Jan Tichy – Darkness Visible


Jan Tichy was the recipient of this years Nathan Gottesdiener Prize, awarded to the best Israeli artist under the age of 40. Tichy was born in Prague, immigrated to Israel in his teens and now resides in Chicago. The artist himself acknowledges that this outsider status “allows me to approach things from a different perspective”. Tichy comes from a culturally rich, old-world European background – his father was a nuclear physicist and his brother runs a publishing house. Growing up in cold-war Prague, in a sense, informs a large part of the artists work; from a young age Tichy was versed in what was ‘permitted’ and what was not. His father distributed banned books in Samizdat, and while the Czech regime was not as dangerous as that of the USSR, as a child Tichy was probably conscious of the watchful eye of the state. A viewing of Tichy’s work makes one aware of the gradual sense of unease hovering throughout, and it seems likely that there is a connection with this part of his life.

Jan Tichy and Helen Maria Nugent, Delineations (2009)

Upon arriving in Israel, Tichy studied political science and then art at the Musrara School in Jerusalem. It was here that his work developed a political edge which was to lead to works such as Bab el Musrara, Dimona and Facility 1391. The Centre for Contemporary Art in Tel Aviv exhibited 1391 in September – November 2010, as well as three other installations: BatsInstallation no.5 (threshold) 2008 and Installation no. 11. All the works bear Tichy’s mark – in Dimona, inspired by the Israeli ‘secret’ nuclear facility, Tichy constructed a paper model of the building and placed the lone structure in a dark room. A projected ray of light travels over the model, giving us glimpses of the structure, but never allowing us a view of the whole. This obscuring effect is a constant in Tichy’s work, resulting in shadowed city-scapes and shifting abstractions and a feeling created that things are not always as they might appear.

Jan Tichy, Installation no.7 (2009)

In Installation no.5 (threshold), we see projected slides of industrial infrastructure, mutating against prism-like objects on the walls. The work starts and finishes with the polar opposites of ‘pure’ white and absolute black, but what is interesting in this piece is what happens in between – the varying shades, the gradual transformations and the recurring theme of light and darkness and how it affects our perceptions.

Jan Tichy, Installation no.6 (tubes) (2008)

On first entering Jan Tichy’s newest work, Installation no.13, recently shown at the Tel Aviv Museum of Art, one is immediately aware of two things – the quiet and stillness of the piece. Not that there is anything ‘new agey’ or soporific here, Tichy’s work has a starkness and an edge that prevent the observer from ever getting too comfortable, but the muted and contained world created, and the gradual, shifting play of light and darkness, remove us from the outside world. Our senses adjust to a slow-moving environment, free from city noise and neon, resulting in a slowly concentrated awareness of the space and our place within it. There is nothing distracting or escapist present; Tichy’s visual language is formal and minimalist, his themes are at times politically inspired, but because of the abstract and shaded ways in which he deals with his subjects, we become aware of a feeling of ambiguity, achieved through a gradual process of revealing and obscuring.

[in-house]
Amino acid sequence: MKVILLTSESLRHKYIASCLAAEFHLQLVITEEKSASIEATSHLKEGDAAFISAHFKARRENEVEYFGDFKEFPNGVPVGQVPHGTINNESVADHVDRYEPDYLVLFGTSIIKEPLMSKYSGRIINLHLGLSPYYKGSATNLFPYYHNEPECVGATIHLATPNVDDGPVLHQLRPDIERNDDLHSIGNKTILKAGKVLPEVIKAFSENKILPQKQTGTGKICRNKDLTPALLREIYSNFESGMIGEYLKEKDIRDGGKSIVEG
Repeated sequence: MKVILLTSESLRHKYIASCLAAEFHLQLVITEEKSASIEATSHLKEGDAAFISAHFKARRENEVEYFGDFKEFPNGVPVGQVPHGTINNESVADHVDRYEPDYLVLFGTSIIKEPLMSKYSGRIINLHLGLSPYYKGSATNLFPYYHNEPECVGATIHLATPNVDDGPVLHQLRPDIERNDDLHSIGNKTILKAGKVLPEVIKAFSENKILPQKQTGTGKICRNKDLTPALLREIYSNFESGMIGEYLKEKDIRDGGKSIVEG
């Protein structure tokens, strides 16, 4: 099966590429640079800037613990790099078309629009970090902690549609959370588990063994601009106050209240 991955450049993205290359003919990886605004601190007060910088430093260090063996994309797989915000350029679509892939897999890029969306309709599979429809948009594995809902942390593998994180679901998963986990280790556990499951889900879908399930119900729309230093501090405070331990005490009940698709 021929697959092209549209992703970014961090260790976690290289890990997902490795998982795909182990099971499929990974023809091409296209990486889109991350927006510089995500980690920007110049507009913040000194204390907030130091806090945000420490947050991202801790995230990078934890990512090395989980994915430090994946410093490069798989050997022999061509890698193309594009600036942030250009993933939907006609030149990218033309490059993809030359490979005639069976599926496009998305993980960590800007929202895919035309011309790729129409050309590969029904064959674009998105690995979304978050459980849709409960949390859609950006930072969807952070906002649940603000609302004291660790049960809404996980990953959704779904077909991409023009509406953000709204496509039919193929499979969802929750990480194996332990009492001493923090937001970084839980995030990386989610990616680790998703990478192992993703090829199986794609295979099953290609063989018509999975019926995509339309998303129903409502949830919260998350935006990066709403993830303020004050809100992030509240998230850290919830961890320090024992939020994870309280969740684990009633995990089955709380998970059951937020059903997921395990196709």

Jan Tichy, Installation no.13 (2011)

Installation no.13 revolves around the interplay between two large rectangular shapes, both created by projected light. Taking Tichy’s stated starting point as a ‘dark room’, the two projections – one on the wall, the other on the floor – go through various stages of light and darkness. Each is set off by the others dynamic; a thin ray of light begins from the corner of the wall, slowly easing its way, defining its border. When the line has finished its journey, completing the rectangular shape, it reappears to continue a similar journey, defining a similar space on the floor. At times, the void within the rectangular shapes is broken by other sharp lines of light, one moment entering, the next withdrawing. Everything in this work takes place slowly, there are no extreme changes in tempo – light builds and darkens, obscures the space, then illuminates it. The high point in the work comes when a circle of bright white light, set against the dark backdrop, suddenly splinters into pieces like a fractured crystal, sending its bright sparks off in all directions and then gradually merging again with the darkness.

Jan Tichy, Installation no.13 (2011)

Tichy has acknowledged the influence of Laszlo Moholy-Nagy, a professor from the Bauhaus school and one of the first people to work in the field of light-art. A modernist aesthetic emerges in many of Tichy’s installations, at times creating geometric patterns and constructionist compositions, as in the site-specific work Delineations, with Helen Maria Nugent and in Installation no.8 (Hancock). In Delineations, Tichy and Nugent fraction the space with shards of light, illuminating the forms and angles of the rooms, walls and hallways, creating linear shapes and grids reminiscent of architectural plans. These site-specific installations have a very distinctive ‘feel’ and atmosphere; being in the realm of abstraction, and at times, seeming to enter the realm of metaphysics creating moments of an almost ethereal and nocturnal beauty.